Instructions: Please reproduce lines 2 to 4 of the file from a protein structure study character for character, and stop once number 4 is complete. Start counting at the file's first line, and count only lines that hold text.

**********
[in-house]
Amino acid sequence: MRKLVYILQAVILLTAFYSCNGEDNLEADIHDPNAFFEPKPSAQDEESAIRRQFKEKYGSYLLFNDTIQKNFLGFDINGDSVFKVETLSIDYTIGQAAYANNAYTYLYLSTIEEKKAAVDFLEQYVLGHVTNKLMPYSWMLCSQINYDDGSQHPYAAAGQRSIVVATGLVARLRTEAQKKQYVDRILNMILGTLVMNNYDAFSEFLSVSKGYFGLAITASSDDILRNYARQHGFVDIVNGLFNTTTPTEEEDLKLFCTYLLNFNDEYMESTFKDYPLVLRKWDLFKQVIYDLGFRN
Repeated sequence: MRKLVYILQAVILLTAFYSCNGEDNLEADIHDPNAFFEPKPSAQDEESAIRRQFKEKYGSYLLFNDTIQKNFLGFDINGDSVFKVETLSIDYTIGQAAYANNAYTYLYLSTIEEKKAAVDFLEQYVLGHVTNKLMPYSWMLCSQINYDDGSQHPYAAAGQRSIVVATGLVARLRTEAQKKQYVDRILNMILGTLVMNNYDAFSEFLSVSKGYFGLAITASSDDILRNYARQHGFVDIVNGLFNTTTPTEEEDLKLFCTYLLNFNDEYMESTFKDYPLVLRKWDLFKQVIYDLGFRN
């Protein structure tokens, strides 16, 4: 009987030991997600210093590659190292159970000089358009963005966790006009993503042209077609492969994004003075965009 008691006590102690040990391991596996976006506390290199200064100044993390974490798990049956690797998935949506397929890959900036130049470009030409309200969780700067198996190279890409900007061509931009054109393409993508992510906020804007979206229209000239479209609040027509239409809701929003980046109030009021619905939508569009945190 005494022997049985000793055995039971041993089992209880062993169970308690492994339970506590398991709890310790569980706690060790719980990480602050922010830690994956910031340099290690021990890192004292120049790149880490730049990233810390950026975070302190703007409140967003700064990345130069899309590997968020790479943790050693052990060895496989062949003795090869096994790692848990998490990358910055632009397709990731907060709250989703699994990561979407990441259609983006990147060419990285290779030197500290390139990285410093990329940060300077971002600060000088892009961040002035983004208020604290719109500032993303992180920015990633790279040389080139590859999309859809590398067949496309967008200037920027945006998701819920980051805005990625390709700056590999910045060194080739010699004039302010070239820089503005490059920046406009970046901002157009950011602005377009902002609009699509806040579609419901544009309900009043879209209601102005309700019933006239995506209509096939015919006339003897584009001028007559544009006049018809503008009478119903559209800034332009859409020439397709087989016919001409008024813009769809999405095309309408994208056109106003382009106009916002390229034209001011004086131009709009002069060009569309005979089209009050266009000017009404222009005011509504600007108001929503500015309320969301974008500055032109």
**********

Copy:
Amino acid sequence: MRKLVYILQAVILLTAFYSCNGEDNLEADIHDPNAFFEPKPSAQDEESAIRRQFKEKYGSYLLFNDTIQKNFLGFDINGDSVFKVETLSIDYTIGQAAYANNAYTYLYLSTIEEKKAAVDFLEQYVLGHVTNKLMPYSWMLCSQINYDDGSQHPYAAAGQRSIVVATGLVARLRTEAQKKQYVDRILNMILGTLVMNNYDAFSEFLSVSKGYFGLAITASSDDILRNYARQHGFVDIVNGLFNTTTPTEEEDLKLFCTYLLNFNDEYMESTFKDYPLVLRKWDLFKQVIYDLGFRN
Repeated sequence: MRKLVYILQAVILLTAFYSCNGEDNLEADIHDPNAFFEPKPSAQDEESAIRRQFKEKYGSYLLFNDTIQKNFLGFDINGDSVFKVETLSIDYTIGQAAYANNAYTYLYLSTIEEKKAAVDFLEQYVLGHVTNKLMPYSWMLCSQINYDDGSQHPYAAAGQRSIVVATGLVARLRTEAQKKQYVDRILNMILGTLVMNNYDAFSEFLSVSKGYFGLAITASSDDILRNYARQHGFVDIVNGLFNTTTPTEEEDLKLFCTYLLNFNDEYMESTFKDYPLVLRKWDLFKQVIYDLGFRN
């Protein structure tokens, strides 16, 4: 009987030991997600210093590659190292159970000089358009963005966790006009993503042209077609492969994004003075965009 008691006590102690040990391991596996976006506390290199200064100044993390974490798990049956690797998935949506397929890959900036130049470009030409309200969780700067198996190279890409900007061509931009054109393409993508992510906020804007979206229209000239479209609040027509239409809701929003980046109030009021619905939508569009945190 005494022997049985000793055995039971041993089992209880062993169970308690492994339970506590398991709890310790569980706690060790719980990480602050922010830690994956910031340099290690021990890192004292120049790149880490730049990233810390950026975070302190703007409140967003700064990345130069899309590997968020790479943790050693052990060895496989062949003795090869096994790692848990998490990358910055632009397709990731907060709250989703699994990561979407990441259609983006990147060419990285290779030197500290390139990285410093990329940060300077971002600060000088892009961040002035983004208020604290719109500032993303992180920015990633790279040389080139590859999309859809590398067949496309967008200037920027945006998701819920980051805005990625390709700056590999910045060194080739010699004039302010070239820089503005490059920046406009970046901002157009950011602005377009902002609009699509806040579609419901544009309900009043879209209601102005309700019933006239995506209509096939015919006339003897584009001028007559544009006049018809503008009478119903559209800034332009859409020439397709087989016919001409008024813009769809999405095309309408994208056109106003382009106009916002390229034209001011004086131009709009002069060009569309005979089209009050266009000017009404222009005011509504600007108001929503500015309320969301974008500055032109």